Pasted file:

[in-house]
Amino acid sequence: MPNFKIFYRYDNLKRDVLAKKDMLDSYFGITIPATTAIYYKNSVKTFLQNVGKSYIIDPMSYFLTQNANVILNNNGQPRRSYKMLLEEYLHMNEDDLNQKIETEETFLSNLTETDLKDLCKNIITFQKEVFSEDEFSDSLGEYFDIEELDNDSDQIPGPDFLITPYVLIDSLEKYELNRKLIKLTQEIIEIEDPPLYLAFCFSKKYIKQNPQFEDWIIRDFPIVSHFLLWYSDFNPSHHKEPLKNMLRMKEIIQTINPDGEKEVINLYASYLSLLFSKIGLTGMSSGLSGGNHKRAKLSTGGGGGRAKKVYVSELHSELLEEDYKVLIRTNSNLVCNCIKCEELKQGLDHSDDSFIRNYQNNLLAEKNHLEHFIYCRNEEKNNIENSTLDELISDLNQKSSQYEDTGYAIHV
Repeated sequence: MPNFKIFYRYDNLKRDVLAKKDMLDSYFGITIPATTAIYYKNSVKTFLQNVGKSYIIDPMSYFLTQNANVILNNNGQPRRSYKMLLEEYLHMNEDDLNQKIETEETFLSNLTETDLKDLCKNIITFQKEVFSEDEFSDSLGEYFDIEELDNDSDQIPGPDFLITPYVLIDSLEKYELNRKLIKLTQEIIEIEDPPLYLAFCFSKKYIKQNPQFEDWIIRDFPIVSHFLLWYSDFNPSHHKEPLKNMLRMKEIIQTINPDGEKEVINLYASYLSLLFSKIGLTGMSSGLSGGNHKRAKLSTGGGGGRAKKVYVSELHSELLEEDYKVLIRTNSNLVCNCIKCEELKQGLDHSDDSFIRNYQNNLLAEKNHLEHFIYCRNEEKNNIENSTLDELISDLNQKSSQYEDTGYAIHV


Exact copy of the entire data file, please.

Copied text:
[in-house]
Amino acid sequence: MPNFKIFYRYDNLKRDVLAKKDMLDSYFGITIPATTAIYYKNSVKTFLQNVGKSYIIDPMSYFLTQNANVILNNNGQPRRSYKMLLEEYLHMNEDDLNQKIETEETFLSNLTETDLKDLCKNIITFQKEVFSEDEFSDSLGEYFDIEELDNDSDQIPGPDFLITPYVLIDSLEKYELNRKLIKLTQEIIEIEDPPLYLAFCFSKKYIKQNPQFEDWIIRDFPIVSHFLLWYSDFNPSHHKEPLKNMLRMKEIIQTINPDGEKEVINLYASYLSLLFSKIGLTGMSSGLSGGNHKRAKLSTGGGGGRAKKVYVSELHSELLEEDYKVLIRTNSNLVCNCIKCEELKQGLDHSDDSFIRNYQNNLLAEKNHLEHFIYCRNEEKNNIENSTLDELISDLNQKSSQYEDTGYAIHV
Repeated sequence: MPNFKIFYRYDNLKRDVLAKKDMLDSYFGITIPATTAIYYKNSVKTFLQNVGKSYIIDPMSYFLTQNANVILNNNGQPRRSYKMLLEEYLHMNEDDLNQKIETEETFLSNLTETDLKDLCKNIITFQKEVFSEDEFSDSLGEYFDIEELDNDSDQIPGPDFLITPYVLIDSLEKYELNRKLIKLTQEIIEIEDPPLYLAFCFSKKYIKQNPQFEDWIIRDFPIVSHFLLWYSDFNPSHHKEPLKNMLRMKEIIQTINPDGEKEVINLYASYLSLLFSKIGLTGMSSGLSGGNHKRAKLSTGGGGGRAKKVYVSELHSELLEEDYKVLIRTNSNLVCNCIKCEELKQGLDHSDDSFIRNYQNNLLAEKNHLEHFIYCRNEEKNNIENSTLDELISDLNQKSSQYEDTGYAIHV